Is This Tomorrow?, a collaboration between Alserkal Arts Foundation and Whitechapel Gallery, London opens in Concrete

Is This Tomorrow?, a collaboration between Alserkal Arts Foundation and Whitechapel Gallery, London opens in Concrete

The landmark exhibition, Is This Tomorrow?, opened in Concrete on 6 November, revealing five experiential collaborations between leading artists and architects, including Phoenix Will Rise, a new site-specific commission by visual artist Rana Begum and Marina Tabassum.

A collaboration between Alserkal Arts Foundation and Whitechapel Gallery, London, Is This Tomorrow? is curated by Whitechapel Gallery chief curator Lydia Yee, and responds to timely contemporary issues to offer speculative visions of the future. Interdisciplinary installations, environments, and pavilions by Rana Begum and Marina Tabassum, Amalia Pica and 6a, Cao Fei and mono office, Mariana Castillo Deball and Tatiana Bilbao Estudio, and Hardeep Pandhal and APPARATA  reveal the expansive potential of collaboration between art and architecture, and investigate universal topics including borders, privacy, living space, and our relationship with technology.

The opening was followed by a Majlis Talk by FOLIO, which featured curator Lydia Yee in conversation with visual artist Rana Begum and Aga Khan Award for Architecture winner Marina Tabassum, who discussed their installation, Phoenix Will Rise, which was unveiled in The Yard. The Bangladeshi artist and architect collaborated on a new iteration of the installation, which was presented at Whitechapel Gallery in London during the original iteration of Is This Tomorrow? from 14 February – 12 May 2019.

‘Focused on hope’, Phoenix Will Rise was created specifically for The Yard in Alserkal Avenue. Tabassum says: “It is a place of refuge - a space for reflection - contemplation. The highlight of the installation is Rana Begum’s beautiful art piece around the central oculus that catches light and frames the sky. The architecture builds around it to create a setting and atmosphere of repose, all the while appropriating the context Alserkal Avenue.”

Begum, who is represented by The Third Line gallery in Alserkal Avenue, says: “We live in a world where the boundaries between disciplines are increasingly blurred, and where technology enables us to connect with each other wherever we are. This collaboration is exciting because it pushes boundaries in a playful way, while simultaneously inviting the viewer to consider space in relation to location and existing elements. I have found it interesting to engage with Marina Tabassum’s vision and experience of space, form, colour and light.”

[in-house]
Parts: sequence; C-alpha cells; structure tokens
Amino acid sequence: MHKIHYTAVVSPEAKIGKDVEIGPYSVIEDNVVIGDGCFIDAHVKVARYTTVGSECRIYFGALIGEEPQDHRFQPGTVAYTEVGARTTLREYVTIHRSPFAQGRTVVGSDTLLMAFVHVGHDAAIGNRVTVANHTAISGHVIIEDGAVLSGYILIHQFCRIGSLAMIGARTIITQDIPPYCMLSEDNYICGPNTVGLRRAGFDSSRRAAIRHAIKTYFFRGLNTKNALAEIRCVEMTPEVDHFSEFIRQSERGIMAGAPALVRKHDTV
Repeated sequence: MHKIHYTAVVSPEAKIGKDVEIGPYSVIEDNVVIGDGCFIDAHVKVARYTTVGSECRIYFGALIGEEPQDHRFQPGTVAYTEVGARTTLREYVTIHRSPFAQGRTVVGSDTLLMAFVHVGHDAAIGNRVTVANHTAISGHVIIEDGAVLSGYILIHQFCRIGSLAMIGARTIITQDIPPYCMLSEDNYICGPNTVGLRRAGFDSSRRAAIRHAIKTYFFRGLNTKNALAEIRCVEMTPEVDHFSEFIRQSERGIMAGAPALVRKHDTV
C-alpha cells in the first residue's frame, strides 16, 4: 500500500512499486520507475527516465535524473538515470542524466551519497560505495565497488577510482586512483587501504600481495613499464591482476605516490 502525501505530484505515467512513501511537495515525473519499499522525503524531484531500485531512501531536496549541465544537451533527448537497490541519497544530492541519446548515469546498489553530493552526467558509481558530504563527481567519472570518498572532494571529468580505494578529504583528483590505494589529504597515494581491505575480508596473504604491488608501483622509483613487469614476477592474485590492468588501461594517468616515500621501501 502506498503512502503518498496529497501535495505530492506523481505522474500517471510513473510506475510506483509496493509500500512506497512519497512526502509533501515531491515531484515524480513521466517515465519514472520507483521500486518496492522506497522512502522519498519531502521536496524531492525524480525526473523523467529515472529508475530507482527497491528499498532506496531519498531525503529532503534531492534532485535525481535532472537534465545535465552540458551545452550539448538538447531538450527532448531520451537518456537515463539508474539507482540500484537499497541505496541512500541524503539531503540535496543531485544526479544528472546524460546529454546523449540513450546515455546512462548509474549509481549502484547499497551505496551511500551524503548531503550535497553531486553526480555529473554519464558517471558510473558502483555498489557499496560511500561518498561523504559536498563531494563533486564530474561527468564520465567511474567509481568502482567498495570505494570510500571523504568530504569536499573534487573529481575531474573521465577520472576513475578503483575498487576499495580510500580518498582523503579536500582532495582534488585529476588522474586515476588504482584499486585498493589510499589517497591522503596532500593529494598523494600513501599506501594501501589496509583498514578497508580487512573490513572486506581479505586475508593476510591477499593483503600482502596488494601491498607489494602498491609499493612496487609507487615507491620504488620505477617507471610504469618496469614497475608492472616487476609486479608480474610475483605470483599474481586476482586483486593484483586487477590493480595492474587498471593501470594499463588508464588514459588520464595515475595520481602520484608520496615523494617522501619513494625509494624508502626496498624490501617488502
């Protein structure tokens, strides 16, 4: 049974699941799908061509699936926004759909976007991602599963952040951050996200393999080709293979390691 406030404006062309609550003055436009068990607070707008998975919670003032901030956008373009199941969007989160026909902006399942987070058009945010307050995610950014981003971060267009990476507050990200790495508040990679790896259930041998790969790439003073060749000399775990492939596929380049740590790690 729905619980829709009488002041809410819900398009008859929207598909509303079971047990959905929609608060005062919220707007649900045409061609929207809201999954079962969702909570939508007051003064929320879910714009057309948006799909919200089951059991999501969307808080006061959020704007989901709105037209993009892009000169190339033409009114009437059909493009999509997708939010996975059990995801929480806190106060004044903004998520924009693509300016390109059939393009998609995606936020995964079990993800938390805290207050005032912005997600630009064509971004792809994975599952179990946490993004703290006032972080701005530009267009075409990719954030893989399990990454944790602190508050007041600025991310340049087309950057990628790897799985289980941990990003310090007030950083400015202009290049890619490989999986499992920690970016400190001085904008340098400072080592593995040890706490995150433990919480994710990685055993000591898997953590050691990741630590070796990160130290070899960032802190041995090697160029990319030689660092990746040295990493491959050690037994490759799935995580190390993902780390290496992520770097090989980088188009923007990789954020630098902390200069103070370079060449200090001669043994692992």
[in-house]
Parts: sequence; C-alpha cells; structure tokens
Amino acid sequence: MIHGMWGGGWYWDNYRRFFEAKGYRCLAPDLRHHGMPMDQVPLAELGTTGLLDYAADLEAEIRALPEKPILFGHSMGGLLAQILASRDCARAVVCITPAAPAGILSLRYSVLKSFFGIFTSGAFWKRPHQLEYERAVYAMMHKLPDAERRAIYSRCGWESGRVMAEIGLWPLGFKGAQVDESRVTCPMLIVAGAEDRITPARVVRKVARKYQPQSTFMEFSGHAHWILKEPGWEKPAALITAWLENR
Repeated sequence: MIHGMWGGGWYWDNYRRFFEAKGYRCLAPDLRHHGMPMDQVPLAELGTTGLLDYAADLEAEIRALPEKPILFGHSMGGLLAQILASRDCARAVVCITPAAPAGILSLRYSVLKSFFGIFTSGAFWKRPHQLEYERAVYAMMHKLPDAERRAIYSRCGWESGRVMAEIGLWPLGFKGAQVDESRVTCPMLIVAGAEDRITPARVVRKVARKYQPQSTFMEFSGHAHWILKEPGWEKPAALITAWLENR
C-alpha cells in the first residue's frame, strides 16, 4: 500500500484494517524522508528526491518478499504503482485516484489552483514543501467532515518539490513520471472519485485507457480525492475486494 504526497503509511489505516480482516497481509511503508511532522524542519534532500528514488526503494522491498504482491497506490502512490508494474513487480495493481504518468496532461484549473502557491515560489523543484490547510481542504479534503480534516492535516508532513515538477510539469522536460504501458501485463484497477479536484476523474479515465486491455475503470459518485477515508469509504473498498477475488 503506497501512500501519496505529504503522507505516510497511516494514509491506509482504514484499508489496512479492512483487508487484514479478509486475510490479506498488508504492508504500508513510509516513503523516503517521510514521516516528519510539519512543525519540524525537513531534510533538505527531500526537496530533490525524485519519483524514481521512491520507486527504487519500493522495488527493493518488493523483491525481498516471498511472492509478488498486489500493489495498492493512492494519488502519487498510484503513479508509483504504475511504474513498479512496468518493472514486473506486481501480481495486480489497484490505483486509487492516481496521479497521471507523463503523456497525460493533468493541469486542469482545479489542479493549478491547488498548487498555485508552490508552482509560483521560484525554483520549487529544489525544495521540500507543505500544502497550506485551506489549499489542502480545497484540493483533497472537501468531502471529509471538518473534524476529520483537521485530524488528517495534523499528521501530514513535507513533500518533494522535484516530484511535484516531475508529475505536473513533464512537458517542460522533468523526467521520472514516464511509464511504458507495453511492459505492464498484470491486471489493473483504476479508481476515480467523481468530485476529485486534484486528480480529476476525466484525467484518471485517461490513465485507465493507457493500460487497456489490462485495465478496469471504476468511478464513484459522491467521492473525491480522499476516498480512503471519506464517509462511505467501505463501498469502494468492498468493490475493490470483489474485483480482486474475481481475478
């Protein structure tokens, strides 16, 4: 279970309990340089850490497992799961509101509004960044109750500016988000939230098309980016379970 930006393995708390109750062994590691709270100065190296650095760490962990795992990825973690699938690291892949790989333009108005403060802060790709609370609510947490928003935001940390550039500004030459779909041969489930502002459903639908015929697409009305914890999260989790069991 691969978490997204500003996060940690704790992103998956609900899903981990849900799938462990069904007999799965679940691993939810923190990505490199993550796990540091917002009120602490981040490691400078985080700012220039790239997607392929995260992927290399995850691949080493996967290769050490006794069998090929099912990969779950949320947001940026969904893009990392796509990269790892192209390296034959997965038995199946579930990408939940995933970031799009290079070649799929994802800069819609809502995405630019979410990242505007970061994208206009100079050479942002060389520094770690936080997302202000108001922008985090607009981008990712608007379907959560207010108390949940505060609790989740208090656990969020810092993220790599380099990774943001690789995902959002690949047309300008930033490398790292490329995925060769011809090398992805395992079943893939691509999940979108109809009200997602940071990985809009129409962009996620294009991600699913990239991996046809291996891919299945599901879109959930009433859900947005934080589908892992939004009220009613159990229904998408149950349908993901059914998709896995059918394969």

6a architects (UK) and artist Amalia Pica (Argentina) explore the way architecture proscribes our relationship with animals through a maze-like environment made of an enclosure, blurring the boundaries between human and animal. Exploring another relationship, the one between people and technology, mono office (China) and Cao Fei’s (China) prototype for a machine that dispenses objects and emotions represents and imagines possible futures. Mariana Castillo Deball’s (Mexico) sculptural work relating to the Mesoamerican calendar, Tonalpohualli, is brought together with Tatiana Bilbao’s (Mexico) architectural exploration of the human need to be isolated—yet communally connected. Hardeep Pandhal (UK) and APPARATA (UK) study what happens to architecture when political systems collapse, or become outdated.

Is This Tomorrow? is based on the seminal exhibition This is Tomorrow, which took place at Whitechapel Gallery in 1956. Envisioned by architect and critic Theo Crosby, the exhibition brought 38 artists and architects together into 12 groups, including Eduardo Paolozzi, Erno Goldfinger, Richard Hamilton, James Stirling and Alison and Peter Smithson, and is now widely considered a watershed of post-war British Art. Is This Tomorrow? expands on the vision of the original exhibition by showcasing the works of international practitioners, all of whom were born after the original exhibition took place.

Is This Tomorrow? runs until 23 November, and takes place in and around Concrete, the Office for Metropolitan Architecture-designed building shortlisted for the 2019 Aga Khan Award for Architecture.